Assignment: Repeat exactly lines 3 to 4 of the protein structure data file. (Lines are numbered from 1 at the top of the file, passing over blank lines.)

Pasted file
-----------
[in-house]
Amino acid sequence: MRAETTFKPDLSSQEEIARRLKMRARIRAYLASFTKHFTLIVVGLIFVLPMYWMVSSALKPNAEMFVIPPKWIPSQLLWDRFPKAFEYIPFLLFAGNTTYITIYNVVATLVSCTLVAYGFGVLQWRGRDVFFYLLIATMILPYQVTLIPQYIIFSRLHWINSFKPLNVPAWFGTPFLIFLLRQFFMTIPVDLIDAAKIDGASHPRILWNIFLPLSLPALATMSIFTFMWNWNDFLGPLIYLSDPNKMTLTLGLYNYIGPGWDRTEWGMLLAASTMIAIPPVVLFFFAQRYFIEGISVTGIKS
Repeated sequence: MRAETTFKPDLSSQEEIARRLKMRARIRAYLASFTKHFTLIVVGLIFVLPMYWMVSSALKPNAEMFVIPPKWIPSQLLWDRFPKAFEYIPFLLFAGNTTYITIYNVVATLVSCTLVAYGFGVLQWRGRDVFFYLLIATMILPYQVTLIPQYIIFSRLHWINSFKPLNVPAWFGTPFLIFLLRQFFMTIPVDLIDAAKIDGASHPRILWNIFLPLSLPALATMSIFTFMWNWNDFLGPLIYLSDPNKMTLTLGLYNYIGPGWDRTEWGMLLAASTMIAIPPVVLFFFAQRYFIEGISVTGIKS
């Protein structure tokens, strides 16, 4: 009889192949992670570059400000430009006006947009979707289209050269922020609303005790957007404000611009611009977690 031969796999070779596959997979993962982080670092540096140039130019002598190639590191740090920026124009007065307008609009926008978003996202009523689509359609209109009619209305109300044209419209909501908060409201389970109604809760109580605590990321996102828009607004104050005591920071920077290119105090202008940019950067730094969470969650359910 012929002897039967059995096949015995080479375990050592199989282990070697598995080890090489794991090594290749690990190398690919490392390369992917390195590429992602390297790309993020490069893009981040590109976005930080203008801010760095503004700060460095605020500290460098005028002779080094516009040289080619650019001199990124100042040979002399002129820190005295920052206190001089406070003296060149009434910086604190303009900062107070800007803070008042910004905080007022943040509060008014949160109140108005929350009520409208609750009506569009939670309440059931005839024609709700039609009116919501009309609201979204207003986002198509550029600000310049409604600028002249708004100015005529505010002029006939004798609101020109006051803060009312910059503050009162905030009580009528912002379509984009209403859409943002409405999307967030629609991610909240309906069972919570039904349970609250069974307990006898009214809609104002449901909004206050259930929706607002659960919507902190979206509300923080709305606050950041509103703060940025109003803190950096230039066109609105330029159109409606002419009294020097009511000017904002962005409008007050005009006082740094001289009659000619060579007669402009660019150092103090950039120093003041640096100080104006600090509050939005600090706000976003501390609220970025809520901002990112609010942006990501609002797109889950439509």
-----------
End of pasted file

Repeated sequence: MRAETTFKPDLSSQEEIARRLKMRARIRAYLASFTKHFTLIVVGLIFVLPMYWMVSSALKPNAEMFVIPPKWIPSQLLWDRFPKAFEYIPFLLFAGNTTYITIYNVVATLVSCTLVAYGFGVLQWRGRDVFFYLLIATMILPYQVTLIPQYIIFSRLHWINSFKPLNVPAWFGTPFLIFLLRQFFMTIPVDLIDAAKIDGASHPRILWNIFLPLSLPALATMSIFTFMWNWNDFLGPLIYLSDPNKMTLTLGLYNYIGPGWDRTEWGMLLAASTMIAIPPVVLFFFAQRYFIEGISVTGIKS
């Protein structure tokens, strides 16, 4: 009889192949992670570059400000430009006006947009979707289209050269922020609303005790957007404000611009611009977690 031969796999070779596959997979993962982080670092540096140039130019002598190639590191740090920026124009007065307008609009926008978003996202009523689509359609209109009619209305109300044209419209909501908060409201389970109604809760109580605590990321996102828009607004104050005591920071920077290119105090202008940019950067730094969470969650359910 012929002897039967059995096949015995080479375990050592199989282990070697598995080890090489794991090594290749690990190398690919490392390369992917390195590429992602390297790309993020490069893009981040590109976005930080203008801010760095503004700060460095605020500290460098005028002779080094516009040289080619650019001199990124100042040979002399002129820190005295920052206190001089406070003296060149009434910086604190303009900062107070800007803070008042910004905080007022943040509060008014949160109140108005929350009520409208609750009506569009939670309440059931005839024609709700039609009116919501009309609201979204207003986002198509550029600000310049409604600028002249708004100015005529505010002029006939004798609101020109006051803060009312910059503050009162905030009580009528912002379509984009209403859409943002409405999307967030629609991610909240309906069972919570039904349970609250069974307990006898009214809609104002449901909004206050259930929706607002659960919507902190979206509300923080709305606050950041509103703060940025109003803190950096230039066109609105330029159109409606002419009294020097009511000017904002962005409008007050005009006082740094001289009659000619060579007669402009660019150092103090950039120093003041640096100080104006600090509050939005600090706000976003501390609220970025809520901002990112609010942006990501609002797109889950439509």